Whatchamacallit? My Father Knows the Names of Things by Jane Yolen
MY FATHER KNOWS THE NAMES OF THINGS.
EACH BIRD THAT SINGS, THEIR NICKNAMES, TOO.
HE KNOWS THE NAMES OF DOGS. AND CHEESE.
AND SEVEN WORDS THAT ALL MEAN BLUE.
Knowledge begins with nomenclature, and this lucky kid's dad specializes in the science of whatchamacallitology. He knows the names of the planets and lots of the stars. He knows the names of fish and human bones, mosses and bugs--and not just the names, but scientific characteristics of the things he names:
HE KNOWS WHICH FLOWERS ARE THE TALLEST.
AND WHICH BEETLES ARE THE SMALLEST.
AND WHEN WE FLY, HE SAYS OUT LOUD
THE NAME OF EVERY KIND OF CLOUD.
In a fond tribute to her late husband and to those wonderful early childhood years in which kids believe their parents know just about everything, Jane Yolen's newest picture book, My Father Knows the Names of Things (Simon & Schuster, 2010) is an ebullient offering for Fathers Day reading. Illustrator Stephane Jorisch offers an energetic long-legged dad who tries out seven samples of blue paint in broad swaths, all with intriguing names, for his son's room, one who flies him aloft in a bright red two-seater airplane just to point out the types of clouds and mans the tiller while his son snorkels among the various fishes in the sea. He reels off breeds of cats, varieties of candies in the sweet shop, and even shares the names of the dinosaurs that are meanest, not to mention the soaps that get a kid cleanest.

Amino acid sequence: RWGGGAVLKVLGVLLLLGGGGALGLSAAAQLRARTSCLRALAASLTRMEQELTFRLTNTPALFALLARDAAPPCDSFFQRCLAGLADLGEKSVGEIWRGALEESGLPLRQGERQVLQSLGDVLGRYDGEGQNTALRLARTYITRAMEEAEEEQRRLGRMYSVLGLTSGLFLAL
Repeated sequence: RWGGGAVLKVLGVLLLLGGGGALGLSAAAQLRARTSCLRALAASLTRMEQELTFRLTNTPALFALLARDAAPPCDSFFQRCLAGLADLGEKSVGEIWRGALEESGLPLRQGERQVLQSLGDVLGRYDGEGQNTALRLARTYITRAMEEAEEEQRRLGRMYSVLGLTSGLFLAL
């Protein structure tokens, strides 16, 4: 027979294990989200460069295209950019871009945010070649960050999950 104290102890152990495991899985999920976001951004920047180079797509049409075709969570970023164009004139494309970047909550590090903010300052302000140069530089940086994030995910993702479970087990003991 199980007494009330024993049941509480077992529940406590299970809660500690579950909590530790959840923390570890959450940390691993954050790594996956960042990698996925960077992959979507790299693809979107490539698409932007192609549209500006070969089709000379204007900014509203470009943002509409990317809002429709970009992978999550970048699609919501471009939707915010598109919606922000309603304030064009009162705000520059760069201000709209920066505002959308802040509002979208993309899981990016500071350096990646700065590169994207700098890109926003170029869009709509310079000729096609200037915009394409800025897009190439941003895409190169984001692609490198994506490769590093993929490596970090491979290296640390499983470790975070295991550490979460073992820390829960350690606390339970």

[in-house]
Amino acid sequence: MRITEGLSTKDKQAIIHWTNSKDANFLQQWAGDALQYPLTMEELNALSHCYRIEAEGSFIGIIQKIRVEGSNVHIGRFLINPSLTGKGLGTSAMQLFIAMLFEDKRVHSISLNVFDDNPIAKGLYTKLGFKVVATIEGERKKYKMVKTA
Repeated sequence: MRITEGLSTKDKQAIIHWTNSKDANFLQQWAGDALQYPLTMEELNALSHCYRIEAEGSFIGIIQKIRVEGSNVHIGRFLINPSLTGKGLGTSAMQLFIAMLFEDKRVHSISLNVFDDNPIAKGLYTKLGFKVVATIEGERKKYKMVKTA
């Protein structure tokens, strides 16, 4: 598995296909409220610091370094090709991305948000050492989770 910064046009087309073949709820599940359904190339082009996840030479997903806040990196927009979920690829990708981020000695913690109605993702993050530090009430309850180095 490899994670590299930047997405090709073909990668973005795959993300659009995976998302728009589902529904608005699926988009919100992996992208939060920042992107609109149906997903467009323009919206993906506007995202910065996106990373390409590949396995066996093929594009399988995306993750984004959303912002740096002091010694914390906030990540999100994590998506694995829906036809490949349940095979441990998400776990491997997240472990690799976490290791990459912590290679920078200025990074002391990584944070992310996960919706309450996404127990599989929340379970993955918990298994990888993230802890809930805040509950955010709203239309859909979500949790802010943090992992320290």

Yolen's easy-going rhymes and Jorisch's sweeping two-page spreads keep the story moving at a jolly pace, one that an inquisitive and energetic dad (or mom) would approve.
HE POINTS OUT EVERYTHING WE SEE
AND TEACHES ALL THE NAMES TO ME.
Read it to your daughters and read it to your sons; here's to dads who know just tons!